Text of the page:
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Murrells Inlet: Community pulls together as Dead Dog Saloon prepares to rebuild

By Jackie R. Broach
Coastal Observer

A week ago Charlie Campbell stared in horror at the blackened beams and smoldering embers where the Dead Dog Saloon once stood.

The Murrells Inlet restaurant, which Campbell owns, burned in the early morning hours of Feb. 22. No one was hurt, but dozens were left unemployed.

It was devastating, but devastation has turned to determination and Campbell is now focused on the future.

“We’ve kind of moved beyond the mourning stage and we’re on the fast track for rebuilding. That’s a lot more fun than watching it come down,” Campbell said.

He refers to the burn site as the phoenix. “It’s not the Dead Dog anymore,” he said. But it will be again soon.

Campbell hired A&I Fire and Water Restoration to handle the construction and they’re about halfway through the debris removal. He expected to have blueprints for the new building to the Georgetown County Planning Department before it closes today.

“They’re wanting to go fast and we’re going to expedite what we can on our end,” said Boyd Johnson, the county planning director.

Once the permitting is taken care of and the green light is given for construction, officials with A&I hope to have the restaurant ready to open within 90 days, according to Campbell.

While that would be nice, he said he isn’t committing to such a tight deadline.

“I cautioned them all that this is an opportunity to do it right and I don’t want to be held captive to a certain opening date and regret rushing through decisions later,” Campbell said.

He wants to open an improved Dead Dog, correcting traffic flow problems inside the restaurant and expanding the view from the deck with a pitched roof.

But he wants to do it without sacrificing the character of the place. He wants people to come back and have no doubt they’re at the Dead Dog.

That might take more than 90 days, Campbell said, but the restaurant will definitely be open in time to host its annual 9/11 benefit.

Since the day of the fire, Campbell has been overwhelmed by the support he and his staff have received from the community and longtime fans of the Dead Dog.

As the sun came up over the smoking remains of the restaurant on the morning of the fire, neighboring businesses pledged to try to find room within their own ranks for Dead Dog employees.

Seven or eight have already been placed in restaurants on the Marsh Walk. Another few were hired by A&I for the rebuilding. Still more will be hired for the summer.

A fundraiser to benefit those left unemployed by the fire is in the works for March 25. The benefit will start with a golf tournament at Island Green. Slots are already full, Campbell said.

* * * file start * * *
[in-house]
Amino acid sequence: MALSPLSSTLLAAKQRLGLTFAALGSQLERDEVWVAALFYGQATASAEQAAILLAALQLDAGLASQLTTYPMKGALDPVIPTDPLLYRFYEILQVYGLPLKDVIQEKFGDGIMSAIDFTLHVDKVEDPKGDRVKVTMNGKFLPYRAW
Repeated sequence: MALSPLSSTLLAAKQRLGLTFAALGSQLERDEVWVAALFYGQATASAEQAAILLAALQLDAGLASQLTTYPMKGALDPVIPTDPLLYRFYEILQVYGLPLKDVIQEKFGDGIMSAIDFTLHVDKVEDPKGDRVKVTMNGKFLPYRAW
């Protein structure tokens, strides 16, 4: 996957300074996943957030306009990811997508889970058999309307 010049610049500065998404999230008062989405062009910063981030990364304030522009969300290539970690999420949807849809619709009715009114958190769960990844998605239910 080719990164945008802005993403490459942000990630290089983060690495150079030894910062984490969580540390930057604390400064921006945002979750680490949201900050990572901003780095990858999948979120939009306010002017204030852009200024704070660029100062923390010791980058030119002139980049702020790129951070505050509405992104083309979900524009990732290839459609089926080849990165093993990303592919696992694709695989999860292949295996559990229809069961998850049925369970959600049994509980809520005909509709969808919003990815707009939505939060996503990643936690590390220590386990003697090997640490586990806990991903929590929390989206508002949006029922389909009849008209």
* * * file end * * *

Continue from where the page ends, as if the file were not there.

Following that, at noon, will be a party at On the Half Shell featuring live music, a silent auction and chance drawings. Tickets will be sold for hamburgers, hotdogs and barbecue.

“A lot of the stuff is still to be determined,” said organizer Mickey Calderiso. But all of the proceeds will go to help Dead Dog employees and their families.

David Owens, owner of Creekratz and Dave’s Dockside called his staff in to make breakfast for those gathered on the lawn at Dead Dog on the morning of the fire. He fed them all lunch, too, and wouldn’t let anyone pay for anything, Campbell recalled.

Sue Sledz, executive director of Murrells Inlet 2020, said she has fielded numerous inquiries from inlet residents and business owners asking about ways to help out after the fire.

“I think something really powerful is happening here,” she said. “Everybody is coming to the aid of their own competitor. Murrells Inlet gets its fair share of press when we’re arguing with each other over setbacks or trees, but there truly is a sense of community here when one of our own goes down. It makes you proud.”

Karen Vereen of Russell’s Seafood Grill and Raw Bar didn’t hesitate to look for a way to help.

“That’s just what we do here,” she said.

Online, people who have been customers of the Dead Dog for years have sent good wishes from across the nation, and posted memories and photos of good times at the restaurant.

The saloon was named as a tribute to man’s best friend and to honor dogs who have passed on. It housed a Hall of Fame featuring photos people brought in of their own beloved dead dogs. Those photos were all destroyed in the fire, but folks have already started sending in more dog photos for when the restaurant reopens.

The outpouring of support has been humbling, Campbell said. He hadn’t realized until then just how beloved the Dead Dog was.

“It’s kept all of our spirits lifted,” he said. “It really shows you what kind of a community Murrells Inlet is. It’s a really special place. I get goose bumps talking about it.

“There’s a special feeling here for our place, and I’ll never take that for granted.”

Plans are to recreate the deck at the Dead Dog, but it looks like a live oak tree near the deck might have to be removed. The trunk was damaged in the fire and an arborist said the tree is unlikely to survive. If that’s the case, Campbell wants to plant another in its place and use the wood from the existing tree for some kind of memorial.

Firefighters haven’t determined the cause of the fire, but said it started near the tree, possibly from a smoldering cigarette butt, and likely spread from the tree to the roof of the building.

To get daily progress reports as the Dead Dog is rebuilt, go to deaddogsaloon.com. Updates will continue until the grand reopening. Fans can also send and see customer photos through Dudley Deaddog on Facebook.

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